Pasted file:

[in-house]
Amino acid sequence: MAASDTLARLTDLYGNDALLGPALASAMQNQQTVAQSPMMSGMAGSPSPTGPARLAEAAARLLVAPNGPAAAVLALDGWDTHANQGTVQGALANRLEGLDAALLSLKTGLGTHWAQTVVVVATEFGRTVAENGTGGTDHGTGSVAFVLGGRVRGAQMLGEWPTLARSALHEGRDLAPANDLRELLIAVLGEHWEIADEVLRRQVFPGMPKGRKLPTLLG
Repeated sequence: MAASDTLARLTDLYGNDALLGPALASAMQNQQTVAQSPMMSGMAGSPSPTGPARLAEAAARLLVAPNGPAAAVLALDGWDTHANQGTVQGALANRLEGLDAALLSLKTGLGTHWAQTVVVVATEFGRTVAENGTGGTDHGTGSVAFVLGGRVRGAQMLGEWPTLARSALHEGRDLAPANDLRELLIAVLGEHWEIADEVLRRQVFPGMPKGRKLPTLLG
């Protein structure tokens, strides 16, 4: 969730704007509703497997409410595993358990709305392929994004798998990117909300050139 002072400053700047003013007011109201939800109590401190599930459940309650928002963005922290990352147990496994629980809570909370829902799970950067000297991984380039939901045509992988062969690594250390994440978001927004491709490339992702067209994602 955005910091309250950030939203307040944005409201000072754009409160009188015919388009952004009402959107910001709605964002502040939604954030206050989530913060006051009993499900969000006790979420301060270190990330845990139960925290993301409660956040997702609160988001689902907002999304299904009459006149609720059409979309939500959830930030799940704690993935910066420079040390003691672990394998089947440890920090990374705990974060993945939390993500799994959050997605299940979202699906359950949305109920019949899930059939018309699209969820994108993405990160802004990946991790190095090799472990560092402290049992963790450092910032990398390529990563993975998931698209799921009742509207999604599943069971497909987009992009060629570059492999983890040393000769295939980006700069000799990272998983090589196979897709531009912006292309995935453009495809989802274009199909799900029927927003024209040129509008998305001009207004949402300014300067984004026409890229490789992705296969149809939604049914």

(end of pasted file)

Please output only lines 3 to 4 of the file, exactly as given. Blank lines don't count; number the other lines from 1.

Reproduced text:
Repeated sequence: MAASDTLARLTDLYGNDALLGPALASAMQNQQTVAQSPMMSGMAGSPSPTGPARLAEAAARLLVAPNGPAAAVLALDGWDTHANQGTVQGALANRLEGLDAALLSLKTGLGTHWAQTVVVVATEFGRTVAENGTGGTDHGTGSVAFVLGGRVRGAQMLGEWPTLARSALHEGRDLAPANDLRELLIAVLGEHWEIADEVLRRQVFPGMPKGRKLPTLLG
């Protein structure tokens, strides 16, 4: 969730704007509703497997409410595993358990709305392929994004798998990117909300050139 002072400053700047003013007011109201939800109590401190599930459940309650928002963005922290990352147990496994629980809570909370829902799970950067000297991984380039939901045509992988062969690594250390994440978001927004491709490339992702067209994602 955005910091309250950030939203307040944005409201000072754009409160009188015919388009952004009402959107910001709605964002502040939604954030206050989530913060006051009993499900969000006790979420301060270190990330845990139960925290993301409660956040997702609160988001689902907002999304299904009459006149609720059409979309939500959830930030799940704690993935910066420079040390003691672990394998089947440890920090990374705990974060993945939390993500799994959050997605299940979202699906359950949305109920019949899930059939018309699209969820994108993405990160802004990946991790190095090799472990560092402290049992963790450092910032990398390529990563993975998931698209799921009742509207999604599943069971497909987009992009060629570059492999983890040393000769295939980006700069000799990272998983090589196979897709531009912006292309995935453009495809989802274009199909799900029927927003024209040129509008998305001009207004949402300014300067984004026409890229490789992705296969149809939604049914």